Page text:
Just writing the story of my marriage and divorce on the AVFM message board and then reading it about 50 times helped me. I was so wrapped up in trying to make things work it wasn’t until I could read my story as a third party that I realized I should have never tolerated the treatment I was getting. It was like putting down a burden followed by the best feeling of freedom I’ve ever known.”
I urge you to closely examine the wealth of information in every line of Carl’s comment. Some of it is easy to overlook. First, saying things aloud and sharing them with someone else has a tendency to make them real. It is not that those stories, or their life-wracking consequences, are confabulations. It is more accurate to say that speaking or writing them has a way of stripping elements of denial that so often plague our perception. Bargaining for a different reality, a typically normal and healthy part of grief within reason, fades with the open telling of truth. The more real it gets, the less you bargain and the less you remain mired in the pain.
Carl also shared his experience on an open forum. Having his experience heard also made it more real, with the same benefits. It is not that sharing on a forum was his only option — but it was a good one. The same can be accomplished with a trusted friend or family member, as long as they can indeed be dependable as a listener instead of an advisor or source of shame.
Note that Carl said his benefit came from reading what he had shared with others. He did not mention a word about other people’s reactions or advice or even sympathy. Sympathy is not the goal. Support is not the goal. Support is a common positive side-effect, but it is not the destination. It is not the healing force.
Carl’s writing and repetitive reading, “…followed by the best feeling of freedom I’ve ever known,” was entirely self-created. The more he read his story, the more detached and objective he became. Detachment and objectivity are the byproducts of emotions losing their power; the power to prevent healing; the power to harm the person in which they dwell by walling them off from their freedom and peace of mind.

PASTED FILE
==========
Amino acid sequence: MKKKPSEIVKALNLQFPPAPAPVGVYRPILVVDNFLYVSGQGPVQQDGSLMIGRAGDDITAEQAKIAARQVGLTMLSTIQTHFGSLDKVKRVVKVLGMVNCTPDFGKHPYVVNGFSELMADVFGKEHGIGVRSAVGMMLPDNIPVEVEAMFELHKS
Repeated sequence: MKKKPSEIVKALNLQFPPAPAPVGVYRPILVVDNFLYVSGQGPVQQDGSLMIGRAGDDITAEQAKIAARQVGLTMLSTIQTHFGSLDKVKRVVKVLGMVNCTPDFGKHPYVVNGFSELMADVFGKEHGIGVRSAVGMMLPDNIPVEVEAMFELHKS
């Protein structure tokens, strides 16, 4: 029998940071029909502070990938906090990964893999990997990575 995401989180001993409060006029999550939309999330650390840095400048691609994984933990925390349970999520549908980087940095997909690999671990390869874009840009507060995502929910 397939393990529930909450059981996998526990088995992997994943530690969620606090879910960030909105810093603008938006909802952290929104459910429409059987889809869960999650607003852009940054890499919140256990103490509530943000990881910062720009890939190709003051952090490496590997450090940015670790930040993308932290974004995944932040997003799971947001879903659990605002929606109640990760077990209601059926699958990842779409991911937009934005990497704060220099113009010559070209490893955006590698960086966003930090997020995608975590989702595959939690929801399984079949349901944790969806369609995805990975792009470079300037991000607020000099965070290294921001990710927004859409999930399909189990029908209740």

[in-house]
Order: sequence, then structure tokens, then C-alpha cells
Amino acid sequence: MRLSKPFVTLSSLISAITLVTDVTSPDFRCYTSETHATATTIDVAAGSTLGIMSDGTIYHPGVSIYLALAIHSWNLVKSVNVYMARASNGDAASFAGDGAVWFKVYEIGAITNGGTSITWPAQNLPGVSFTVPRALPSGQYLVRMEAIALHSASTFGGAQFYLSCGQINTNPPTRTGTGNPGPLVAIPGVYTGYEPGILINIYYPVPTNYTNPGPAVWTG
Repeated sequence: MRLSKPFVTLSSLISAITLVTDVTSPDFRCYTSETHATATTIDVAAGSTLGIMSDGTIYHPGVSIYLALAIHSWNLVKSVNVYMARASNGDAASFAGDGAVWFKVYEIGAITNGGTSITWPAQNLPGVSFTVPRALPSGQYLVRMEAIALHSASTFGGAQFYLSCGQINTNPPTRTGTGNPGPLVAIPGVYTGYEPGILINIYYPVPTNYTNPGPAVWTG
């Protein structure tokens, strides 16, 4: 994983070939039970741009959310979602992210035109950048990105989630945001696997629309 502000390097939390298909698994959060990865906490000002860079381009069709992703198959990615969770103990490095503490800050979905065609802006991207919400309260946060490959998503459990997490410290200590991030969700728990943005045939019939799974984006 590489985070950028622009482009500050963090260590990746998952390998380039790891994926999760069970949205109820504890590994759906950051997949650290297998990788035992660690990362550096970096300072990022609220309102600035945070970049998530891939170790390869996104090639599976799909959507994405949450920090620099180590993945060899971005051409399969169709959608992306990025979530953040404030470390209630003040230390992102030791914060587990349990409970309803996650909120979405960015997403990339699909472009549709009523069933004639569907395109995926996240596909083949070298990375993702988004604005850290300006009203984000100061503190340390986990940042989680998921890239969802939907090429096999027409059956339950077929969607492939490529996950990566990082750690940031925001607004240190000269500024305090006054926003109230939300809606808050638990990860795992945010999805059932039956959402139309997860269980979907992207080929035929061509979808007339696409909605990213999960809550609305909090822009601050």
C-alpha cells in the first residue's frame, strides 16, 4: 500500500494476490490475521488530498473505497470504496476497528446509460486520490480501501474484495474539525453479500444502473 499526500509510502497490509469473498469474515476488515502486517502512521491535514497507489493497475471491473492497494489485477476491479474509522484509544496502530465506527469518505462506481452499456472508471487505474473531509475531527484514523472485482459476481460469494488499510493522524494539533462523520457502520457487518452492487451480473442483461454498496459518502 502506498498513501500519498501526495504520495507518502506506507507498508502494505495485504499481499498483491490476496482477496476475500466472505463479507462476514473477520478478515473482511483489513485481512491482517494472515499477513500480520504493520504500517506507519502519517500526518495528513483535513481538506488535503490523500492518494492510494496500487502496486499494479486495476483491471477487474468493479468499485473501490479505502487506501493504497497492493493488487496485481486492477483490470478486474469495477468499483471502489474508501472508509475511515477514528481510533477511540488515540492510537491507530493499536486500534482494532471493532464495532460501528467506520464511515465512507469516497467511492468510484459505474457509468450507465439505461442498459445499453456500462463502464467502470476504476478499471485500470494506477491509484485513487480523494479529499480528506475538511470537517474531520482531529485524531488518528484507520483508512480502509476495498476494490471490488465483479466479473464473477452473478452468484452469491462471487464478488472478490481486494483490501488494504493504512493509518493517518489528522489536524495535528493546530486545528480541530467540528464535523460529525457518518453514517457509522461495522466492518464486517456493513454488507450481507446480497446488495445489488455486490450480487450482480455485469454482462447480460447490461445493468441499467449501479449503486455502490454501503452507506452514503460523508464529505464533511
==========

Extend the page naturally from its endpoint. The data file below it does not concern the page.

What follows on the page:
Carl put himself in a position to see himself clearly. Not as a victim. Not as a perpetrator. Not an emotionally crushed, crippled version of himself. Just Carl in all his humanity, recognizing his role in what happened to him with accountability and integrity.
I have not spoken to him except to get his permission to use his comment, but I would bet everything I have that he is now far less vulnerable to being led by the wrong narrative into another relationship like that one. I will wager that Carl is not the same person he was when he wrote the account of his marriage and divorce.
How ironic this is in a feelings-centered world, particularly that of feelings-centered psychotherapy that forever has the client digging through and experiencing emotional angst, turmoil and grief in the pursuit of alleged catharsis.
There is even a larger lesson here. Imagine, if you will, applying the same principle to your entire life. Imagine the story of you, in all its bloody and often painful detail, losing its power to keep you from being objective and rational. Imagine the time when you can look at any event in your life dispassionately, with the power to learn about it in ways that your emotional reactions will not allow.
Here is an example of what I mean, using a hypothetical man. By hypothetical I mean a composite of many men I have spoken with in the past. His name is Joe. Joe was raised by a single, severely disturbed and personality disordered mother. One of her many needy, selfish acts was to have Joe sleep with her until after he was well into puberty. By age 7 even Joe began to feel uncomfortable with the arrangement. He felt the need to individuate, to sleep on his own, but his mother would not allow it. Even at that young age he became aware that her insistence that he sleep with her was not for his sake, but for hers. Unfortunately there was nothing he could do about it at the time but comply.
Ultimately this had a negative impact on Joe’s relationships with all women. He felt at once smothered, and bound to yield to their desires, even unhealthy ones. That led to shame and perpetual confusion. It (and other things she did) also led to resentment toward his mother that bordered on hatred.
The abuse he experienced at the hands of his mother became an emotional anchor around his neck. It disrupted his attempts at healthy bonding with women. Any need they had was perceived by him as exploitive. Any time he denied those needs (which was rare) he was filled with shame.
Traditional psychotherapists worked with Joe, trying to get him “in touch” with his anger; trying to help him find cathartic release that would help him move on. They were completely misguided. Joe hated his mother and he knew it. The last thing he needed was to immerse himself in more of what he had felt his entire life.
What he needed was detachment from the abuse, from his story. Like Carl, he needed to find the birds-eye view of those events and to maintain that view until he could see things objectively. Once that happened he was able to put some very important jigsaw pieces together in his life. The impact on his life, and his relationships with women was profound. While the aftereffects of his mother’s acts of emotional incest lingered, they also lessened. He came to recognize that while he was powerless at the time it happened, he was no longer a young boy at the mercy of his mother’s unhealthy whims.
He was free to rewrite his own version of who he was without the unhealthy maternal bond, and without the debilitating resentment toward his mother coloring the narrative. Most importantly, he would be free to attract women who were not the reincarnation of his sick mother.
A better place for men to start never existed.